As ever, we were treated to the extraordinary pianism of Iain Burnside, in very widely repertoire. His flexibility and evocation of many moods, as well as his gently reassuring presence at the piano, were once again in evidence. I have no doubt that all the singers will have benefitted greatly from working with him on these pieces. Iain’s range was well exemplified by the seeming ease with which he and the singers encompassed a journey, in the last concert, from Roger Quilter and Elizabeth Maconchy, through Gurney, Browne and Vaughan Williams, to Bussey and Edward Rushton, and ending with Gerald Finzi, with singers Soraya Mafi, David Webb and Alex Otterburn – all in glorious voice.

Of course, Iain as Artistic Director is behind the extraordinary programming and juxtapositions that are the hallmark of Ludlow English Song Weekends. This year was an exceptional example of him bringing us works that are not well enough known, as well as providing new context for those that are familiar. The crafting and sequencing were so subtle and natural that one could easily miss how they were achieved. Cognoscenti appreciated his skills, while regular punters just relished the ride!

We were treated to a delightful range of English choral works by the fine and disciplined Bath Camerata, directed by Benjamin Goodson, balancing John Ireland, Gerald Finzi & Percy Grainger with contemporary works by Will Todd, Huw Watkins, Roderick Williams & Jonathan Dove. Eleanor Alberga gently guided this year’s Young Composers in workshop and performances by students from the Royal Northern College of Music; these fine new works were very varied in range and showed fresh skills at work in English Song. Susan Bullock gave a fine Masterclass with the RNCM students, enabling them to bring extra drama to their choice of songs, and to extract every ounce from the texts.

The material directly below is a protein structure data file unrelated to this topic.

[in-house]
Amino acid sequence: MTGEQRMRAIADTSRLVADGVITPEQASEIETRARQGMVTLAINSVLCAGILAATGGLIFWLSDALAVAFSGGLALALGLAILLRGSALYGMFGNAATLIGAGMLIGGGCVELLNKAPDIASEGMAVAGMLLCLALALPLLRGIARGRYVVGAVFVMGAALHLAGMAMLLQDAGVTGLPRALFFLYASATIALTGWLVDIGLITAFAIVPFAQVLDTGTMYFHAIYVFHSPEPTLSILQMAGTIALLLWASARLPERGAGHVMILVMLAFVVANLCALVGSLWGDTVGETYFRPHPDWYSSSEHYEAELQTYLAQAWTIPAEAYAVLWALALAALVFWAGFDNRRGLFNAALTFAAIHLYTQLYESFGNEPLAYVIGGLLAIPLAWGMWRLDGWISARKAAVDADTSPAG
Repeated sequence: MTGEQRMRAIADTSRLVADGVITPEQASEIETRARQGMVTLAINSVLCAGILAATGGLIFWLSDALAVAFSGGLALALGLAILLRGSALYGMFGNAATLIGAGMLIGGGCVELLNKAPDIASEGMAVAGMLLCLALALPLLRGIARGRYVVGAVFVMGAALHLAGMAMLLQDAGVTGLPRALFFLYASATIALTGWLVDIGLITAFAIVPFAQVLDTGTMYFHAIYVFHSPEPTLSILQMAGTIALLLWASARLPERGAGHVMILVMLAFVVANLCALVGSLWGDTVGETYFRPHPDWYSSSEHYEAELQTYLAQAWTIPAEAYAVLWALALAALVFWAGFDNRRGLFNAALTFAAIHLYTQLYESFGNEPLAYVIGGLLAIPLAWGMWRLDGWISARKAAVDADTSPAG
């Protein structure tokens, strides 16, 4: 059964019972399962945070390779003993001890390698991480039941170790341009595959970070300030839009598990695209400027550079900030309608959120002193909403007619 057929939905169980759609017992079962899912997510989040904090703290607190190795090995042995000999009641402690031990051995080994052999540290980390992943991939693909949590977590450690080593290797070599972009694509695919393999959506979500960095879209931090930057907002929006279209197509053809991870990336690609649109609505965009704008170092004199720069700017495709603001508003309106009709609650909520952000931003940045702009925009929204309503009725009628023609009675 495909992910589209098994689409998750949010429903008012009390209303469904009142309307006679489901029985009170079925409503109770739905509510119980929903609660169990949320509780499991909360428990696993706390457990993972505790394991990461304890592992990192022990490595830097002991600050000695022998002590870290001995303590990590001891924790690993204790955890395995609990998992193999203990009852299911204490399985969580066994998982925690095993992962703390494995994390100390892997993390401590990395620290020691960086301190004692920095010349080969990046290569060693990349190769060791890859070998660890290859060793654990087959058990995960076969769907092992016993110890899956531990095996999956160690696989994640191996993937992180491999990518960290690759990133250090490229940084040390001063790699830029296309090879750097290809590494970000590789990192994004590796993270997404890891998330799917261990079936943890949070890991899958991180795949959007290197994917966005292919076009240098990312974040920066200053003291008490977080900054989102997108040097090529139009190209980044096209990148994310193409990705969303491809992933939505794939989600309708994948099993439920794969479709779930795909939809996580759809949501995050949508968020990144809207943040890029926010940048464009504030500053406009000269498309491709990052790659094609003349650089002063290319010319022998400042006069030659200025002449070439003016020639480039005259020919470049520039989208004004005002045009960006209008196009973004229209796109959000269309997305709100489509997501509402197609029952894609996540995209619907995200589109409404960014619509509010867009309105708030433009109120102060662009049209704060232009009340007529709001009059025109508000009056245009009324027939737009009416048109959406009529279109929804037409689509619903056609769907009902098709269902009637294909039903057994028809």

Alex Woolf, a Young Composer last year, wrote this year’s commissioned work, a superbly crafted and lyrical composition, Quiet London, exquisite settings of prose (sung by tenor Elgan Llŷr Thomas) and poetry (sung by soprano Rowan Pierce) of Louise Guiney, a 19th Century American writer who lived in London. We benefited from two performances, as the programme had to be adjusted because one singer was indisposed. Hearing many contemporary works, new generations of both composers and singers, and the fresh approach that they took, gave the Weekend a real sense of ‘English Song’ as a ‘Living Art’.